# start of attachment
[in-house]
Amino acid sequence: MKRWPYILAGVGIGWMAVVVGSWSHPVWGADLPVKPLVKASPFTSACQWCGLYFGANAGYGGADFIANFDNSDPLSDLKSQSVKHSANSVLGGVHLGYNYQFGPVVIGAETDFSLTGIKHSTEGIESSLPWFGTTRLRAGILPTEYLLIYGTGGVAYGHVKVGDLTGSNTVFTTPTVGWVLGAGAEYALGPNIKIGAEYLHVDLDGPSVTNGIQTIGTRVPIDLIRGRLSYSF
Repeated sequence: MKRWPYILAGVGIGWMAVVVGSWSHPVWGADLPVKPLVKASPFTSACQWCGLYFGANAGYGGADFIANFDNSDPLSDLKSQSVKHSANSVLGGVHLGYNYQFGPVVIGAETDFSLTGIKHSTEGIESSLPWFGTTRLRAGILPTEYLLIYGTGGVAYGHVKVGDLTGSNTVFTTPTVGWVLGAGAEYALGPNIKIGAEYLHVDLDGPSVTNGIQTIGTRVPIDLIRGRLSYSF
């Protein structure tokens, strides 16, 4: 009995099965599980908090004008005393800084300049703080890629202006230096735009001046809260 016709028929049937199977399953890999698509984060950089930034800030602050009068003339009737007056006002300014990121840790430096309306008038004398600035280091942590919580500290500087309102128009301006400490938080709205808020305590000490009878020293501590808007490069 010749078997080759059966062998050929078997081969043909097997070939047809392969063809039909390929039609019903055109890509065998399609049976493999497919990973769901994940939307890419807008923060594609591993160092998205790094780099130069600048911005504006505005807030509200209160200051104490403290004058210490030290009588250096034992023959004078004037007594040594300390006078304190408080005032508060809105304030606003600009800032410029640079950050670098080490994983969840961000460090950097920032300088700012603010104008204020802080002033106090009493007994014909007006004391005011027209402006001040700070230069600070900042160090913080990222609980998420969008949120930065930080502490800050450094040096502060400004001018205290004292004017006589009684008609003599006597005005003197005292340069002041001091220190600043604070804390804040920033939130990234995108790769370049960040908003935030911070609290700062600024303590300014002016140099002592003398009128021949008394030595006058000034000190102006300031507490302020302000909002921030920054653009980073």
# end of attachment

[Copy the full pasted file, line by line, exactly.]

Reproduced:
[in-house]
Amino acid sequence: MKRWPYILAGVGIGWMAVVVGSWSHPVWGADLPVKPLVKASPFTSACQWCGLYFGANAGYGGADFIANFDNSDPLSDLKSQSVKHSANSVLGGVHLGYNYQFGPVVIGAETDFSLTGIKHSTEGIESSLPWFGTTRLRAGILPTEYLLIYGTGGVAYGHVKVGDLTGSNTVFTTPTVGWVLGAGAEYALGPNIKIGAEYLHVDLDGPSVTNGIQTIGTRVPIDLIRGRLSYSF
Repeated sequence: MKRWPYILAGVGIGWMAVVVGSWSHPVWGADLPVKPLVKASPFTSACQWCGLYFGANAGYGGADFIANFDNSDPLSDLKSQSVKHSANSVLGGVHLGYNYQFGPVVIGAETDFSLTGIKHSTEGIESSLPWFGTTRLRAGILPTEYLLIYGTGGVAYGHVKVGDLTGSNTVFTTPTVGWVLGAGAEYALGPNIKIGAEYLHVDLDGPSVTNGIQTIGTRVPIDLIRGRLSYSF
């Protein structure tokens, strides 16, 4: 009995099965599980908090004008005393800084300049703080890629202006230096735009001046809260 016709028929049937199977399953890999698509984060950089930034800030602050009068003339009737007056006002300014990121840790430096309306008038004398600035280091942590919580500290500087309102128009301006400490938080709205808020305590000490009878020293501590808007490069 010749078997080759059966062998050929078997081969043909097997070939047809392969063809039909390929039609019903055109890509065998399609049976493999497919990973769901994940939307890419807008923060594609591993160092998205790094780099130069600048911005504006505005807030509200209160200051104490403290004058210490030290009588250096034992023959004078004037007594040594300390006078304190408080005032508060809105304030606003600009800032410029640079950050670098080490994983969840961000460090950097920032300088700012603010104008204020802080002033106090009493007994014909007006004391005011027209402006001040700070230069600070900042160090913080990222609980998420969008949120930065930080502490800050450094040096502060400004001018205290004292004017006589009684008609003599006597005005003197005292340069002041001091220190600043604070804390804040920033939130990234995108790769370049960040908003935030911070609290700062600024303590300014002016140099002592003398009128021949008394030595006058000034000190102006300031507490302020302000909002921030920054653009980073």